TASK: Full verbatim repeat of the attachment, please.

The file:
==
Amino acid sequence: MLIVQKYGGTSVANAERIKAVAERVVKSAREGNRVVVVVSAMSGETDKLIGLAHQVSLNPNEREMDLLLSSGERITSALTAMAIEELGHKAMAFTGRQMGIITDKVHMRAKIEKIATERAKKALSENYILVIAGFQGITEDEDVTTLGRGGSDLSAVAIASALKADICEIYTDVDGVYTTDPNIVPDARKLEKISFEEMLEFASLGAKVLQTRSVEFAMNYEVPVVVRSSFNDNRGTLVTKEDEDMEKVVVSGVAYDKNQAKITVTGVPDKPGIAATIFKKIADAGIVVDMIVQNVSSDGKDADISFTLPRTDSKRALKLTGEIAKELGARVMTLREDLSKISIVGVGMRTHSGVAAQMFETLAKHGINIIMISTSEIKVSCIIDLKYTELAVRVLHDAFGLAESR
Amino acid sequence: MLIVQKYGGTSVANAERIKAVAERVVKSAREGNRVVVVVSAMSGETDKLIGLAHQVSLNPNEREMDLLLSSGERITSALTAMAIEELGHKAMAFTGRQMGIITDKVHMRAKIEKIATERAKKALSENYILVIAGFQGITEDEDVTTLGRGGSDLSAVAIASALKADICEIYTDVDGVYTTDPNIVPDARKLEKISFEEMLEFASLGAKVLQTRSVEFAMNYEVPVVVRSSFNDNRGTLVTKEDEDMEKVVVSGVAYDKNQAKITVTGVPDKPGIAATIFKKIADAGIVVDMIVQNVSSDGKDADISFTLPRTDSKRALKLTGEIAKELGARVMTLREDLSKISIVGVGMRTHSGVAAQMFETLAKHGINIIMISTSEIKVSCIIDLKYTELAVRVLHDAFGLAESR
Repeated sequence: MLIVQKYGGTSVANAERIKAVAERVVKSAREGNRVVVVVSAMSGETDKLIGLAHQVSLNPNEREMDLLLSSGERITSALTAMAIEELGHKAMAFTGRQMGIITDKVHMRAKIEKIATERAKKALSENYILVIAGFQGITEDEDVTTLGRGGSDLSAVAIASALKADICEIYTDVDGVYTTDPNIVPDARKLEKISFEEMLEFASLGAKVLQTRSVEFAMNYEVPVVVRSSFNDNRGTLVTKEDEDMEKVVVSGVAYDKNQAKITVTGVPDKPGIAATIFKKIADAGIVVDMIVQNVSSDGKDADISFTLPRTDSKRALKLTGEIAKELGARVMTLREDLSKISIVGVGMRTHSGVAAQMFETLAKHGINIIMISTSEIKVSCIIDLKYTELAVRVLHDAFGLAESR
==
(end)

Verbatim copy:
Amino acid sequence: MLIVQKYGGTSVANAERIKAVAERVVKSAREGNRVVVVVSAMSGETDKLIGLAHQVSLNPNEREMDLLLSSGERITSALTAMAIEELGHKAMAFTGRQMGIITDKVHMRAKIEKIATERAKKALSENYILVIAGFQGITEDEDVTTLGRGGSDLSAVAIASALKADICEIYTDVDGVYTTDPNIVPDARKLEKISFEEMLEFASLGAKVLQTRSVEFAMNYEVPVVVRSSFNDNRGTLVTKEDEDMEKVVVSGVAYDKNQAKITVTGVPDKPGIAATIFKKIADAGIVVDMIVQNVSSDGKDADISFTLPRTDSKRALKLTGEIAKELGARVMTLREDLSKISIVGVGMRTHSGVAAQMFETLAKHGINIIMISTSEIKVSCIIDLKYTELAVRVLHDAFGLAESR
Amino acid sequence: MLIVQKYGGTSVANAERIKAVAERVVKSAREGNRVVVVVSAMSGETDKLIGLAHQVSLNPNEREMDLLLSSGERITSALTAMAIEELGHKAMAFTGRQMGIITDKVHMRAKIEKIATERAKKALSENYILVIAGFQGITEDEDVTTLGRGGSDLSAVAIASALKADICEIYTDVDGVYTTDPNIVPDARKLEKISFEEMLEFASLGAKVLQTRSVEFAMNYEVPVVVRSSFNDNRGTLVTKEDEDMEKVVVSGVAYDKNQAKITVTGVPDKPGIAATIFKKIADAGIVVDMIVQNVSSDGKDADISFTLPRTDSKRALKLTGEIAKELGARVMTLREDLSKISIVGVGMRTHSGVAAQMFETLAKHGINIIMISTSEIKVSCIIDLKYTELAVRVLHDAFGLAESR
Repeated sequence: MLIVQKYGGTSVANAERIKAVAERVVKSAREGNRVVVVVSAMSGETDKLIGLAHQVSLNPNEREMDLLLSSGERITSALTAMAIEELGHKAMAFTGRQMGIITDKVHMRAKIEKIATERAKKALSENYILVIAGFQGITEDEDVTTLGRGGSDLSAVAIASALKADICEIYTDVDGVYTTDPNIVPDARKLEKISFEEMLEFASLGAKVLQTRSVEFAMNYEVPVVVRSSFNDNRGTLVTKEDEDMEKVVVSGVAYDKNQAKITVTGVPDKPGIAATIFKKIADAGIVVDMIVQNVSSDGKDADISFTLPRTDSKRALKLTGEIAKELGARVMTLREDLSKISIVGVGMRTHSGVAAQMFETLAKHGINIIMISTSEIKVSCIIDLKYTELAVRVLHDAFGLAESR